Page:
Of all the kids in the GM family, Pontiac suffered the most from this sports car favoritism, despite being the General’s “performance division.” Pontiac’s Banshee concept got quashed in the ’60s. Its Fiero was compromised and underfunded in the ’80s. But, in 2006, Pontiac finally got another go in the two-seater game in the form of a Miata-fighting four-cylinder drop-top called the Solstice.
Read the full article on Hagerty.com: https://www.hagerty.com/media/valuation/2006-10-pontiac-solstice-affordable-alternative-japanese-roa...
These are great looking fun cars with one fatal flaw: They are just too small. I'm 6'0", 180lbs. and do not fit into these cars. I rented one years ago and I could barely drive it. I also have problems fitting into a Miata. Just too small for me.
In 2013, at age 63 and having just buried my wife, I got a case of the "you're not getting any younger, maybe you better finally deliver on some of those promises you've been putting off for decades" jitters. High on that list was a 40+ year promise to someday own a two seat roadster. So, I traded in my beloved '86 Porsche 924S (wonderful car, but it wasn't a roadster!). Test drove a Solstice and a same year Miata back to back on the same back road (scaring the hell out of two car salesmen in the process), and to my surprise liked the Solstice better. Deal done, say goodbye to the best car I've ever owned, with hopes for the future.
Fourteen months later, the Solstice was gone. What was a wonderful car on a specific day, playing on a specific road or track turned out to be a pain in the ass to live with in terms of actually using it for transportation. Plus, it never came out on the road in the rain (normal sports car), and if it was a gorgeous day I'd hit the other garage for one of my motorcycles. Turns out I used the Porsche more often because it was more comfortable and practical (I could actually use it for grocery shopping).
And, in the long run, there was nothing particularly likable about the Solstice once you got past it's handing. The interior was cheap, tight, and barely comfortable. Why they claimed it had a trunk (even by sports car standards) is beyond me. That top was a major pain in the ass to deal with unless I had the girlfriend with me.
Nope, that car explained to me very well why GM went bankrupt. Love to borrow one for a day in the twisties, but to live with it? No thanks.
And the part that really hurt? Along with the Solstice and Miata, I also test drove a Porsche 968 Cabriolet. Unfortunately, it was Triptronic.
Just bought a low-miles '07 GXP convertible with darn near every available option, in mid-life-crisis red. It's just about everything my last toy (a high-miles, uncomfortable, rattly '96 Corvette LT4 coupe that ultimately spun a bearing) wasn't.
For a Sunday drive with the wife in the twists, who cares about the cumbersome top or lack of storage; it's 100% roadster that's attractive, well-mannered, fun and inexpensive. And at 6' 2" and 180, I still fit very comfortably, unlike the much-more-expensive MX-5 and S2000. Maybe I should have driven a Boxster or Z4 before committing to this car, but I'll happily live with that unknown....at least for now.
The Solstice and Sky have big British Leyland energy. By this, I mean that they were cleverly engineered to pass through a sclerotic bureaucracy. Yet ultimately that clever engineering couldn't overcome the parts bin they had to work with, and the bureaucracy they had to fight to survive. For example, see Bozi's article here about how GM was too cheap to remove the shipping spacers on the performance package for these cars.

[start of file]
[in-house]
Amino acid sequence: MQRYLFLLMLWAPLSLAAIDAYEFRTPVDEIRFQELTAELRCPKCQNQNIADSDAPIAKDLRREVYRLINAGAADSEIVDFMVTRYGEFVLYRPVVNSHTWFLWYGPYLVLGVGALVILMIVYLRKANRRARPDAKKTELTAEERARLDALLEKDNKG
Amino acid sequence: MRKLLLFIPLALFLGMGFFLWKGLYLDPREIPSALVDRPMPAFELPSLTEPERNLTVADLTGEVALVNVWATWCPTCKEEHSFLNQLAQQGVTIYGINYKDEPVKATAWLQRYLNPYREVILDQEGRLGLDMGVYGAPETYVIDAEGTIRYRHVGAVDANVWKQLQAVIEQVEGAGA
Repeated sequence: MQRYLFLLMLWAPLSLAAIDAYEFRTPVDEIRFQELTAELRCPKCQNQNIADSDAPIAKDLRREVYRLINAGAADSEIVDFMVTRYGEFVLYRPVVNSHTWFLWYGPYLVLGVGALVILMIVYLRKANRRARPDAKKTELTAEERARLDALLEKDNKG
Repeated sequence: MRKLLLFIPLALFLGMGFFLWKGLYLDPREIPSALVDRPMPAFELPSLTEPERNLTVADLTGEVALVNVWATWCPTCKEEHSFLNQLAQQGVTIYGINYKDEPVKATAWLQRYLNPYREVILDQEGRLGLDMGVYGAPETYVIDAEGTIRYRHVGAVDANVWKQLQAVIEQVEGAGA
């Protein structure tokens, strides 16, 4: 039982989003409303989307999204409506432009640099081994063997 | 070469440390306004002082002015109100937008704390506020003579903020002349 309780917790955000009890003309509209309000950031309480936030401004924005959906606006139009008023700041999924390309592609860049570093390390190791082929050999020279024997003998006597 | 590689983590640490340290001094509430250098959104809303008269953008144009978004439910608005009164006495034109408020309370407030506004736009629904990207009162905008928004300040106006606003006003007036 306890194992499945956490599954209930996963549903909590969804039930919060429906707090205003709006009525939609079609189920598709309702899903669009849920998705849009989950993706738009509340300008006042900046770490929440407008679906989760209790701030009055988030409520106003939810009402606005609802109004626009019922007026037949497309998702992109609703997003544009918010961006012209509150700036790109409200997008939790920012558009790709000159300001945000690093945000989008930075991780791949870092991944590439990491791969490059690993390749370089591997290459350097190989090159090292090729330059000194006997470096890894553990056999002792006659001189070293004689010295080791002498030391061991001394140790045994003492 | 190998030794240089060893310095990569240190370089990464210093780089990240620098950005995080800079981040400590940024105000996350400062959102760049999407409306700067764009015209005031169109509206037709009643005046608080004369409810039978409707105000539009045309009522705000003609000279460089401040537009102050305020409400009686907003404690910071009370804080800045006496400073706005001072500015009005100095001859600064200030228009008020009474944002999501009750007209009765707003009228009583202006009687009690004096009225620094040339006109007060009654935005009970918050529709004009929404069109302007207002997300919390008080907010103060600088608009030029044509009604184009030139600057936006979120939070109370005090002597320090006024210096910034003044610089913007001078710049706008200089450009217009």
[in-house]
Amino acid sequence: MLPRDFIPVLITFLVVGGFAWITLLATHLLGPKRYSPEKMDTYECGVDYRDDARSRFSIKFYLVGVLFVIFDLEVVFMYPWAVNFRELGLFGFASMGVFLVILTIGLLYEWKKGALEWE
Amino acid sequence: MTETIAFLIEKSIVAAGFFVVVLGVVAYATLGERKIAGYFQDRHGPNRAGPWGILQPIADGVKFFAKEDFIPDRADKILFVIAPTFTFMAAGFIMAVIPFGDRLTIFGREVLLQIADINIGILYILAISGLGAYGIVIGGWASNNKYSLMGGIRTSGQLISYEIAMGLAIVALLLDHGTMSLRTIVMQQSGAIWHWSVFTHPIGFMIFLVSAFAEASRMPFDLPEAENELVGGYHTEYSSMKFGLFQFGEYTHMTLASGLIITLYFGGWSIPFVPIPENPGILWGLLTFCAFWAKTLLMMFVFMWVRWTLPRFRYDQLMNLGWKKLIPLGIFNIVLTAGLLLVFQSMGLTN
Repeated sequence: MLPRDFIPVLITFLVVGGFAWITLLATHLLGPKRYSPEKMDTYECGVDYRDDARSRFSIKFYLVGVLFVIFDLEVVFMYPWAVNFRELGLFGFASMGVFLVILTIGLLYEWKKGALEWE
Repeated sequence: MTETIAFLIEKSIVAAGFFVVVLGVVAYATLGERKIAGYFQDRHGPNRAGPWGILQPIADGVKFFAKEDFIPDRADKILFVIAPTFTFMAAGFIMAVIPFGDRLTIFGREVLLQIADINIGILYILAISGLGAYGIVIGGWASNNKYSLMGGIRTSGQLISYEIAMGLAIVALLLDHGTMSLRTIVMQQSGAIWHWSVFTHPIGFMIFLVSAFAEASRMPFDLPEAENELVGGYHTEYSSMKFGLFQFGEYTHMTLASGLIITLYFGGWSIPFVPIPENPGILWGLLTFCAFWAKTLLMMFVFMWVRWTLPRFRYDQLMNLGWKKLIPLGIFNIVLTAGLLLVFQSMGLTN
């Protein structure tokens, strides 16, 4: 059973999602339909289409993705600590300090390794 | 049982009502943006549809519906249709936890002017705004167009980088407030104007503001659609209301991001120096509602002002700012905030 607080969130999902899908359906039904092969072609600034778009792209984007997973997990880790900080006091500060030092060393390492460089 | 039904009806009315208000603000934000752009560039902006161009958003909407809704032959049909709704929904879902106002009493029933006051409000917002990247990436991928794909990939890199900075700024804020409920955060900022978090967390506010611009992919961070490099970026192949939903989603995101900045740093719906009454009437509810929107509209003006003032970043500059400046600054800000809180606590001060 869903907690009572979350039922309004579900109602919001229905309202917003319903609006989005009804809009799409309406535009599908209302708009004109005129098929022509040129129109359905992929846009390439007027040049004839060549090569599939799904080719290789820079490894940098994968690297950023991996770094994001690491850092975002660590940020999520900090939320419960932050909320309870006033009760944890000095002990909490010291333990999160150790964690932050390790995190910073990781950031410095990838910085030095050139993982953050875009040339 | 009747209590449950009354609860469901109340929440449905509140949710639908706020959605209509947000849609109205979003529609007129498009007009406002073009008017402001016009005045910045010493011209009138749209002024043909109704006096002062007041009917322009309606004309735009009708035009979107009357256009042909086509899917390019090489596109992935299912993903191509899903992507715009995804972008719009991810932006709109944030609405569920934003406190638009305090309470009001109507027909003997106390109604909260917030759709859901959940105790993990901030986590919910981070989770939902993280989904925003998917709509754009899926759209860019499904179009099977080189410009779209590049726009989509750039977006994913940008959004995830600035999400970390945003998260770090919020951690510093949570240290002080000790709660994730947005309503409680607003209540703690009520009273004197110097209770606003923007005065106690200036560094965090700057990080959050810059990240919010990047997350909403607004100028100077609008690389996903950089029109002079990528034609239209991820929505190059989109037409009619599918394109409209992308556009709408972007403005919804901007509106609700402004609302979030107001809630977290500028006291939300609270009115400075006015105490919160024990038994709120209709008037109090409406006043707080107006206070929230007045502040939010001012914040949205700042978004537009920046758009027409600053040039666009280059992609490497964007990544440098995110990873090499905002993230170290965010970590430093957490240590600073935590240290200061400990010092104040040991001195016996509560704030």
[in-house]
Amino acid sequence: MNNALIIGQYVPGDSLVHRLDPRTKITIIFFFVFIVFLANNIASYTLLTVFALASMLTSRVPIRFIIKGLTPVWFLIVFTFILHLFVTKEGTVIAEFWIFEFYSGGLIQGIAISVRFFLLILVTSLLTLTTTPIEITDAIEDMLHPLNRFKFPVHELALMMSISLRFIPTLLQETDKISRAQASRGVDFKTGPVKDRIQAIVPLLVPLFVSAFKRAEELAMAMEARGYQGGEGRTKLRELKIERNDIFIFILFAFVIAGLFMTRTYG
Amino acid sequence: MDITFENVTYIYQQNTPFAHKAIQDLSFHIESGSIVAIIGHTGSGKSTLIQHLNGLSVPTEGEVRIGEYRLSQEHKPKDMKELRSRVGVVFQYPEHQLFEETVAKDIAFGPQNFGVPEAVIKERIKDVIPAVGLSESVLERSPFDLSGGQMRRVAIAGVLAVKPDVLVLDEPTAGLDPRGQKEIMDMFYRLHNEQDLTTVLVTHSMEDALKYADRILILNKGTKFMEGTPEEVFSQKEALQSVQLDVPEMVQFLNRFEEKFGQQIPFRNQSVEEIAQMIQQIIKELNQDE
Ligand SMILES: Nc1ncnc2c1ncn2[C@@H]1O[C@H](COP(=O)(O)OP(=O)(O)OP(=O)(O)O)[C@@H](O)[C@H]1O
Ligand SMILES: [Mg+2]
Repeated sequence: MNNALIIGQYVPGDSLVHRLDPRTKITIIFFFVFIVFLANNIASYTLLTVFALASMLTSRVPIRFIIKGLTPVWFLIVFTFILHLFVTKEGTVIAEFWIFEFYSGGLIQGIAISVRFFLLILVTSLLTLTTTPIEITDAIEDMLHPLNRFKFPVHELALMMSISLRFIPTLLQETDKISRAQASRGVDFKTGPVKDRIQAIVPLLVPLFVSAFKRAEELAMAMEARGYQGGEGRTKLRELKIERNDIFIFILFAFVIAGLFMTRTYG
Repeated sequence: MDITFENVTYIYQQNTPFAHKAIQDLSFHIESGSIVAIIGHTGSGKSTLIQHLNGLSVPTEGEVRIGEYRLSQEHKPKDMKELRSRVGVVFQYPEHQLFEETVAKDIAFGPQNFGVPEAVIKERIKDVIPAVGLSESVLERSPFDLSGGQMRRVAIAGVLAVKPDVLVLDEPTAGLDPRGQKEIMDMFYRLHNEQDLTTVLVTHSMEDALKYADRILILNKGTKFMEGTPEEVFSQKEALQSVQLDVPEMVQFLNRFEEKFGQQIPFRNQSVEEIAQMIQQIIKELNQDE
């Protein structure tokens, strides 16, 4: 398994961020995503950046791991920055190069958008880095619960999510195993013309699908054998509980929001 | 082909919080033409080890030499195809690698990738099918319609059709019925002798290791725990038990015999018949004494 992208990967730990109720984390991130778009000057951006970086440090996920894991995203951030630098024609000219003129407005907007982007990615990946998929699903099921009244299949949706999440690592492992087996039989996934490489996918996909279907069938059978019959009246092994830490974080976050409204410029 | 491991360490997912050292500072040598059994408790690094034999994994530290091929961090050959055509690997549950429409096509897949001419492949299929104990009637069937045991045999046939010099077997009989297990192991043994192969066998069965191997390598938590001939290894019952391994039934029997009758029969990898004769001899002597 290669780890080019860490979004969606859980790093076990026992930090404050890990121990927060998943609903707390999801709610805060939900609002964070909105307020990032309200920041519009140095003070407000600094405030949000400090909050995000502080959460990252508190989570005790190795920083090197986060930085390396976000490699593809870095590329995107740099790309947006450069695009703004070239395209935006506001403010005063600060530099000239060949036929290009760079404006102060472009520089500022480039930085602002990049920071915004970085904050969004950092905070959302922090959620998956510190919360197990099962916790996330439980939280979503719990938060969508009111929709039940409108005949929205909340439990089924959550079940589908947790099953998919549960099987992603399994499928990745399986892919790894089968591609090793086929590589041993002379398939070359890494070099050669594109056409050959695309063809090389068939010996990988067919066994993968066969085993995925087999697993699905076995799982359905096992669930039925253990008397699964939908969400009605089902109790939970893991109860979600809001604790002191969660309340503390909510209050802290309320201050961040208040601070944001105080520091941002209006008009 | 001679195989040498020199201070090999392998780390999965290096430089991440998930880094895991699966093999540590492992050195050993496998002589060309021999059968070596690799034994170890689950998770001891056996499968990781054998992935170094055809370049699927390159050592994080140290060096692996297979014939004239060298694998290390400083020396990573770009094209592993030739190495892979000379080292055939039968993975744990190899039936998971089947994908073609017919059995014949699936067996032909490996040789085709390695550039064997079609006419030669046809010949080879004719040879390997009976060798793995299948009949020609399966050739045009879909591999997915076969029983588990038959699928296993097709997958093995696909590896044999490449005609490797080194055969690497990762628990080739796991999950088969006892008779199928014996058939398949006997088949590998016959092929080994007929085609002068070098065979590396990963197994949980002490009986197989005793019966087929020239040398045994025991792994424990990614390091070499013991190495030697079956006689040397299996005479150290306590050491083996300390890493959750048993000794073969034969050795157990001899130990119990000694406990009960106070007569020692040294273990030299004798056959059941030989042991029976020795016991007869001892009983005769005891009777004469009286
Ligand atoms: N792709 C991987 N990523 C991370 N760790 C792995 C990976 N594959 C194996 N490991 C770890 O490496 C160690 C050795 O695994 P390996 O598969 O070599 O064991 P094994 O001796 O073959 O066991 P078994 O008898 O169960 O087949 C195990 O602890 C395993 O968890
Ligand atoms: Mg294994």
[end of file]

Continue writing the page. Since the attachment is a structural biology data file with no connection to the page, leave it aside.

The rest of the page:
I'd go C5 Corvette or S197 Mustang for an American convertible at this price point. There is a very healthy aftermarket for those two cars. For the Solstice and Sky, you will have to have Bozi on speed dial for any mods, or even repairs.
Well, they're not as small as a Honda del Sol or MGB Midget. Even at my medium build 5'8", 165lb it was all I could do to get in my customer's del Sol. And I had to laugh at my wife looking at a customer's Midget and trying to grasp it's size compared to the MGB we owned 15yr prior.
My daughter owned a Sky for a few years and loved it but sold it because she never had time to drive it. As a busy realtor, the Sky was totally impractical for her. I considered buying it but I never have time to drive my Corvette and didn't need another car to take up space. The only problems she had were the VVT solenoids, inexpensive fix, and I had to replace the water pump. You must have a tool for that and keep the timing chain tight or else you will be pulling the front cover and resetting the ratcheting chain adjuster.
There is nothing like being told to buy a car there are no parts for. I know. I bought a 6.0 2006 Chevy SSR. Shortly after I purchased it GM announced it was discontinued. I had visions of the June 1966 announcement by Studebaker it was out of the car business. I have somewhat of a chance because the first time I put my SSR up on the lift much to my surprise its a glorified 2 wheel drive Trailblazer. There are no body parts for the car. When the vehicle was 2 years old the top stopped working. The car was still under warranty. Not only the dealer I bought it from but no dealer could fix it. Fortunately, I'm a mechanic for 30 years. It took weeks to get a top electrical diagram. It had a shorted wire in the trunk light. Without this signal the top won't operate. Pontiac Solace. Good luck.
Someday you will again take a look at the Chrysler Crossfire, especially the 2005 SRT6 version, for an affordable 2 seater sports car that has a very large worldwide following, better access to parts, and performance is so much better. Based on the early 2000 Mercedes SLK, these cars are fun to drive, and very dependable in most cases. Not unusual to find these cars still running with 150-200,000 miles on them. The Mercedes 3.2 V6 is still considered one of their best engine.